Navy veteran Hung Cao wins GOP nomination in Virginia’s 10th District

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He entered the crowded Republican primary race in Northern Virginia with little name recognition and no experience in public service or campaigning.

But early Sunday morning, retired US Navy Captain Hung Cao, 50, walked away with the GOP nomination in Virginia’s 10th congressional district and the chance to face Rep. Jennifer Wexton (D) in November , beating 10 candidates and upsetting the most well-funded candidate, member of the Prince William Board of County Supervisors Jeanine Lawson (R-Brentsville).

Cao, a Vietnamese refugee who went on to serve 25 years as a naval officer, drew on a personal story that many voters said they found compelling as he maximized outreach to minority communities and addressed some of the same themes, such as the fight against “indoctrination”. in education – which carried Virginia Gov. Glenn Youngkin (R) to victory last year. About 44% of voting-age people in the district are minorities, 17% of whom are Asian Americans.

“We came to this country with nothing,” Cao said in an interview on Sunday. “We worked our way up and made it work, and we took every opportunity this country gave us, and we got no handouts. This resonates with all the inhabitants of this neighborhood, especially all immigrants and minorities. And all hard-working Americans, not just minorities.

Rep. Bob Good and Navy veteran Hung Cao win GOP nominations in Virginia

In a party-run firehouse primary that used priority voting, Cao walked away with about 53% of the vote to about 34% for Lawson. About 15,000 Republicans voted.

Cao’s victory sets up an intriguing matchup between a political novice with clear popular appeal in conservative circles and Wexton, a former Loudoun County prosecutor and state senator who toppled the district blue in 2018 by a margin. two digits. Cao’s nomination aligns with the Virginia GOP’s efforts to elevate more diverse slates of candidates to expand the party tent — like Attorney General Jason S. Miyares and Lt. Gov. Winsome Earle-Sears — and it could become an asset to Republicans in what will be a tough bid to oust Wexton in the Blue District.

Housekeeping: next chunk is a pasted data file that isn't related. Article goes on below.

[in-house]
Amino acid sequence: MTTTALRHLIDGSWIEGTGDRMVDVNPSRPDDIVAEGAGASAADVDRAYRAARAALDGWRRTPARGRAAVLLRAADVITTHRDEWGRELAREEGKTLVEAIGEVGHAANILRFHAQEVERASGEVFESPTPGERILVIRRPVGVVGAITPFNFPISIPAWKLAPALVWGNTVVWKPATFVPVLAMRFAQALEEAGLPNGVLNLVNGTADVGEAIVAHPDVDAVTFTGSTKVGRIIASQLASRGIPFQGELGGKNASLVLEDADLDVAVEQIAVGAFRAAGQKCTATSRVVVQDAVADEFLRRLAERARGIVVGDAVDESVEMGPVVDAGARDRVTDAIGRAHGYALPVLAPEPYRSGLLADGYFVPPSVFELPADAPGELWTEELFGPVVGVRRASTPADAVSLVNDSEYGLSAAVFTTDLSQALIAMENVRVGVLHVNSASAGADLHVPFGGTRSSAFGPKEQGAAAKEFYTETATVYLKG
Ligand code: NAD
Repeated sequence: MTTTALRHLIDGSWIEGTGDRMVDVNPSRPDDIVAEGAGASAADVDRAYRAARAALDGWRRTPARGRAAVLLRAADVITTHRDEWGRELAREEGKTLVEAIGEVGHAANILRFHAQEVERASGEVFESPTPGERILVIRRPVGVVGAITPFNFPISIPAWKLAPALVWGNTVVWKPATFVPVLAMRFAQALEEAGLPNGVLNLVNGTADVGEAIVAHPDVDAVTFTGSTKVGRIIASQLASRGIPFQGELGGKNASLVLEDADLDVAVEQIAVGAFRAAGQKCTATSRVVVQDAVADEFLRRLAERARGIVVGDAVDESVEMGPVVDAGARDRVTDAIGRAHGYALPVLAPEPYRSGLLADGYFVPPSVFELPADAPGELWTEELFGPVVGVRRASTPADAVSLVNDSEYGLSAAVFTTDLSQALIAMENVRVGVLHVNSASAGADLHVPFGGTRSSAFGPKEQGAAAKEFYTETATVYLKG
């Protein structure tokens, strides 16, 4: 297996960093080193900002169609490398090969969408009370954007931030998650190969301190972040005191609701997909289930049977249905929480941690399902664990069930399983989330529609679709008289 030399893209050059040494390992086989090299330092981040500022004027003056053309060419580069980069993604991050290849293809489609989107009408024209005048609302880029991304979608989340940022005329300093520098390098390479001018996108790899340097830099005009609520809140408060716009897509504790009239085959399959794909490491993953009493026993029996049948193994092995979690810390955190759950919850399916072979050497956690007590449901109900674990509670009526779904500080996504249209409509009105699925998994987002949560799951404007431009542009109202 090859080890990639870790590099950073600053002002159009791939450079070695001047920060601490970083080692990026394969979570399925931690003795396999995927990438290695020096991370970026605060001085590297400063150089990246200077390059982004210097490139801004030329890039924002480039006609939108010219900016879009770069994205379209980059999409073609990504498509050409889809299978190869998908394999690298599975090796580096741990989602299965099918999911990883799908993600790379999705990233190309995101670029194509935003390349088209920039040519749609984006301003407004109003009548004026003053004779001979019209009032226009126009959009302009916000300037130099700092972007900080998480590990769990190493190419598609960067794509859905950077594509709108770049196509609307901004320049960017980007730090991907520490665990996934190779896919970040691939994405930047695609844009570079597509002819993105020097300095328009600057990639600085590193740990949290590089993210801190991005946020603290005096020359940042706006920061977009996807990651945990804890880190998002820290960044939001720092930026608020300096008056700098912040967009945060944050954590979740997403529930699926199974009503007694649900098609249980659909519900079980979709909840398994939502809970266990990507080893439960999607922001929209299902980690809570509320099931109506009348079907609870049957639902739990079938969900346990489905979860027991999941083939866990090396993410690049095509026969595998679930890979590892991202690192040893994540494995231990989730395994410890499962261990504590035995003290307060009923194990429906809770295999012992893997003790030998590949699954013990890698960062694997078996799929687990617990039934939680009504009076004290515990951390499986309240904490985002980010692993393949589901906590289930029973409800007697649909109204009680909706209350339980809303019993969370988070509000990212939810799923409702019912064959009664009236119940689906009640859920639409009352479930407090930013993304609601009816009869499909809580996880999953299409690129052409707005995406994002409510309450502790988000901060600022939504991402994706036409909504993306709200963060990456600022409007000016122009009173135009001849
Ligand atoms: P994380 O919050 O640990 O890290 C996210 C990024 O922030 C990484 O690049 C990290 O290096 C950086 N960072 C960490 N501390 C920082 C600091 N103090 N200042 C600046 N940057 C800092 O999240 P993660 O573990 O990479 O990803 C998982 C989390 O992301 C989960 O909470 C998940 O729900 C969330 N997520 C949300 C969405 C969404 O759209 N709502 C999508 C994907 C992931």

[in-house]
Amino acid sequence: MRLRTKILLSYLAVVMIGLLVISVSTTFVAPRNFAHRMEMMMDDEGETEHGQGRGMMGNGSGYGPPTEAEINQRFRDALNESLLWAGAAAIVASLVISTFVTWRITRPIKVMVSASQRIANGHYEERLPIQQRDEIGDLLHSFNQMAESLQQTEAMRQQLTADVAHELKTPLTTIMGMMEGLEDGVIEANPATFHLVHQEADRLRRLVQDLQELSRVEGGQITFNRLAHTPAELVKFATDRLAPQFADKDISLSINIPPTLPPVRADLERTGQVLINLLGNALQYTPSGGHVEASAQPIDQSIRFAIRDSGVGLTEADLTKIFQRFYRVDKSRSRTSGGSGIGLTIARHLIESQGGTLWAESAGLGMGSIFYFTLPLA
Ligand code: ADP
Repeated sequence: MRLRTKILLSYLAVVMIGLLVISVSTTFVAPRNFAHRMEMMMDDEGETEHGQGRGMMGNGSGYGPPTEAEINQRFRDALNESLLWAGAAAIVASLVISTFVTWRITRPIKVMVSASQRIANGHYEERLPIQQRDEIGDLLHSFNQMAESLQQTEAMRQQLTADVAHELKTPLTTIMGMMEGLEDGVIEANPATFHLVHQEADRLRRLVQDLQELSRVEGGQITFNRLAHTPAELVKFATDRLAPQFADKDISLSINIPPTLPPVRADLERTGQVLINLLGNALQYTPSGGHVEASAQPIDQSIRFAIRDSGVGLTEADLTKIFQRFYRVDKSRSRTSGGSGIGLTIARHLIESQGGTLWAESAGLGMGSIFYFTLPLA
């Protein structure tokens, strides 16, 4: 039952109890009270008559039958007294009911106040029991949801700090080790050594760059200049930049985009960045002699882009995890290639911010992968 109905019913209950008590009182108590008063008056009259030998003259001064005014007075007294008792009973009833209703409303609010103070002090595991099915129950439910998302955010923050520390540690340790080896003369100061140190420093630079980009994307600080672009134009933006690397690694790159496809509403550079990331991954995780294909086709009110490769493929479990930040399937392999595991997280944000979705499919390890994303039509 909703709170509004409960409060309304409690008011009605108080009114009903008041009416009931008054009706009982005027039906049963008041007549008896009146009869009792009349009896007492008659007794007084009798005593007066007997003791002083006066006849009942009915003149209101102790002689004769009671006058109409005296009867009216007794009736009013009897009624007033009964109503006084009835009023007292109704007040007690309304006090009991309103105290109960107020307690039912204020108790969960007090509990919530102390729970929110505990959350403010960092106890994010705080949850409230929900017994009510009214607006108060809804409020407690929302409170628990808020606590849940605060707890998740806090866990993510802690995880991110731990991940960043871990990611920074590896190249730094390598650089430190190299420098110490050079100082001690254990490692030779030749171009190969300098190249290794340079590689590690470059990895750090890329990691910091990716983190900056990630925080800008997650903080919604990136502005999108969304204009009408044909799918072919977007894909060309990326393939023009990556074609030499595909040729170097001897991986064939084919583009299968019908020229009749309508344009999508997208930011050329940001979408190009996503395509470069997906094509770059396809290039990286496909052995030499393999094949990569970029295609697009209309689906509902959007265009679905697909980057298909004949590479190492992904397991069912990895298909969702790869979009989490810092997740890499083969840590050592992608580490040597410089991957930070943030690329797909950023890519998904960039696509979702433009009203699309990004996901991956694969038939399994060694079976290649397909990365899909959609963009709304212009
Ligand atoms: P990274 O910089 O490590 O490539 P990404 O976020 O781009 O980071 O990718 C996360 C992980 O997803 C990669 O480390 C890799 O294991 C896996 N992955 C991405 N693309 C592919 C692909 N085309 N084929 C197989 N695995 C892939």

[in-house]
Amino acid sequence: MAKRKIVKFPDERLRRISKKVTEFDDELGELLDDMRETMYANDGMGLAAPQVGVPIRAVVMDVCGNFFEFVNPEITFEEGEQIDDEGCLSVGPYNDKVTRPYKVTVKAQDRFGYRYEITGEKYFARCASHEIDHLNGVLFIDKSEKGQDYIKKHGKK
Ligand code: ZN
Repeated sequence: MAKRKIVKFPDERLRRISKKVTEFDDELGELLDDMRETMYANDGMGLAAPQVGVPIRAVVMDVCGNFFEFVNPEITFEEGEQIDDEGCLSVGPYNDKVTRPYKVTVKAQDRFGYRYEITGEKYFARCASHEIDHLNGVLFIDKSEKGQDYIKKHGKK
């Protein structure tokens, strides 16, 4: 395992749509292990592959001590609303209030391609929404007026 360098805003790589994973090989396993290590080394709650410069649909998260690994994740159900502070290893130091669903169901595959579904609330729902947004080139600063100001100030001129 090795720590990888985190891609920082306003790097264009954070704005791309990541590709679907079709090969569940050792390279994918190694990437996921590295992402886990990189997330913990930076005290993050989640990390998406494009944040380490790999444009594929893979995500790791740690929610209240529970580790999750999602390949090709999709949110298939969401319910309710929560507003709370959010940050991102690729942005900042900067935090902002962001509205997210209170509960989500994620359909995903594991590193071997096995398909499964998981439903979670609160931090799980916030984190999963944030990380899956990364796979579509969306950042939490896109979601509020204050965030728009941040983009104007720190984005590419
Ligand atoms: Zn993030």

Although President Biden won 10th while trailing now by 18 percentage points in 2020, Republicans have hoped overturning the red seat might be within reach after Youngkin made significant progress in the district. in his run for governor, losing the 10th recut by less than two. points. His success has encouraged National Republicans to target Wexton, one of three congressmen from Virginia they hope to unseat in a midterm election year that is expected to be a referendum on Democratic power. Millions of dollars will likely be poured into ads and voter education in the coming months by outside groups and both campaigns.

But as Cao’s victory illustrates, money isn’t always everything — even in a region like Northern Virginia, one of the country’s most expensive media markets where candidates must jockey to attract attention. careful to get their message across to voters. And as he prepares to take on Wexton, Cao argued that his win proved that political experience wasn’t everything either: “Look at yesterday’s primaries: they didn’t want a political veteran; they wanted a new voice,” he said on Sunday.

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Lawson had raised more than $920,000 — more than double what Cao had raised — and had high-profile support from Rep. Elise Stefanik (NY), the third House Republican, and several other right-wing activists from foreground.

Lawson had presented herself as a leading fighter against “woke” racial equity policies. But Lawson also faced attacks from the right in a vote she took in 2020 — a unanimous bipartisan vote — to “develop a framework to become a more inclusive and equitable Prince William County.”

David Ramadan, a former Republican state lawmaker who represented parts of Loudoun and Prince William counties, recalled seeing attacks on the vote proliferate in right-wing circles online. It was “incredible” given that Lawson had a reputation as a staunch conservative, he said.

“Jeanine Lawson started out as the favored candidate, and she had pretty much Who’s Who endorsements from mainstream conservative leaders and activists, from Morton Blackwell to Ken Cuccinelli,” said Ramadan, an instructor at the Schar School of Policy and Government in George Mason University. . “She also had a record as a civil servant – and that record was not right enough for the MAGA wing of the party.”